Fresh signs of a slowdown in Britain's economy emerged this weekend, as new data revealed that house prices fell for the third consecutive month in December, while the British Retail Consortium warned that heavy discounting on the high street may have made for a much less merry Christmas than retailers had been hoping for.
According to new figures from the housing analyst Hometrack, released today, the price of the average home in the UK was down by 0.3 per cent during December, the worst decline in a single month since January 2005.
The falls, combined with dec-lines in both October and Nov-ember, have reduced the annual rate of house price inflation to just 3 per cent, according to Hometrack, less than half the growth recorded during 2006.
The latest report on the state of the housing market is broadly in line with similar analysis published in recent weeks by Halifax Bank, Nationwide Building Society and the Royal Institute of Chartered Surveyors (Rics). However, in addition to the headline figure showing falling prices, the Hometrack survey also reveals a series of worrying signs about a continuing decline in the housing market.
In particular, the group said the average time taken to sell a property has now risen to 8.3 weeks, the longest period Hometrack has recorded since it began monthly audits of the market in 2001. The analyst also said that house price falls were no longer confined to previous market hot spots, with estate agents across 30 per cent of the country recording falling prices.
Meanwhile, the BRC said that in spite of shoppers turning out in their droves on to Britain's high streets over the past few days, the early indications are that many retailers have been forced to chop their prices, and subsequently, their margins -- as consumers have started to keep a closer eye on how much money they are spending.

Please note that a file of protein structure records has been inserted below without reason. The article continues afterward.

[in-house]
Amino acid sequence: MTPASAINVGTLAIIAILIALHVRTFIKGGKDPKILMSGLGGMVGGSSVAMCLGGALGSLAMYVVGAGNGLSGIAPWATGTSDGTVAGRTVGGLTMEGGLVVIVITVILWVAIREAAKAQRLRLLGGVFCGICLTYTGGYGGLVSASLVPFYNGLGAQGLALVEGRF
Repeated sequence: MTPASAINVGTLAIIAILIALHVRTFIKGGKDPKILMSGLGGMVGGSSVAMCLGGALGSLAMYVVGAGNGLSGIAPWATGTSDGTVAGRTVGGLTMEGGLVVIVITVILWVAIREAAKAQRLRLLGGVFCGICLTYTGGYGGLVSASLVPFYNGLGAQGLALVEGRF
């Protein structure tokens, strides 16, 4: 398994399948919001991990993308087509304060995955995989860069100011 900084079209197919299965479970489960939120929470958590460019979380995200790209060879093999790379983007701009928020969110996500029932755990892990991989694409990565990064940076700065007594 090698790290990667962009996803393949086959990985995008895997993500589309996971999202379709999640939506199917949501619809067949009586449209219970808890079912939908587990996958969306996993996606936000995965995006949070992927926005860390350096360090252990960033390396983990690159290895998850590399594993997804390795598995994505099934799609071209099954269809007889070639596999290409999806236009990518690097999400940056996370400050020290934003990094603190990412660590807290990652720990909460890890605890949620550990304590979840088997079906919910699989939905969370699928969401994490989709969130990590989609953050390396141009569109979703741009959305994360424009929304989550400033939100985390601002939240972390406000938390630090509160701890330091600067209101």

"After a very slow start, the Christmas rush finally kicked in in the last 10 days of shopping," said Kevin Hawkins, the BRC's director general. "But a lot of that was driven by discounting, good for customers but bad for those retailers who've seen their margins squeezed in a crucial month.
"Overall retail sales will certainly be up on last year, but, with customers' finances under more pressure than 12 months ago, retailers will have done well to beat last December's year-on-year growth of 2.5 per cent.
"There will be sharp differences between retail's winners and losers. Those that got it right on price and availability should have done well. Department stores and those in shopping centres have also benefited as cold weather has made some high streets less attractive. But others, especially those without a distinctive offer or who are less able to afford discounts, have struggled."
Dolcis, the shoe retailer, looked to be one of the first casualties of the consumer slowdown, as reports emerged at the weekend that it was in emergency restructuring talks with its advisers. The company has struggled over the past few years, slipping to a £2m loss in 2005, and thenalmost trebling its pre-taxlosses to just under £6m in the 12 months to January 2007. It is now believed to have drafted in a new set of advisers to help it decide on a range of options for the business.
Commenting on the slowdown in the housing market, Richard Donnell, Hometrack's director of research, said the fortunes continued to differ hugely from region to region.
"The first half of the year saw the momentum in house price inflation that built up over 2006 carried into 2007 -- the real impetus behind the headline rate of growth came from the central London market, as well as the key commuter routes of southern England, where values were being driven ahead by a lack of supply and strong demand," Mr Donnell said.
"The second half of the year has seen a major reversal in confidence on the back of higher interest rates and concerns over the outlook for the financial markets. The greatest turnaround in market conditions has been in southern England, where the market is slowing off a high base."
Hometrack said it expected the housing market to continue to slow during 2008, despite this month's base rate cut from the Bank of England's Monetary Policy Committee. It predicted house prices would rise by 1 per cent next year, broadly in line with forecasts from Nationwide, which is expecting no rises at all, and Rics, which has suggested that prices will rise by 3 per cent.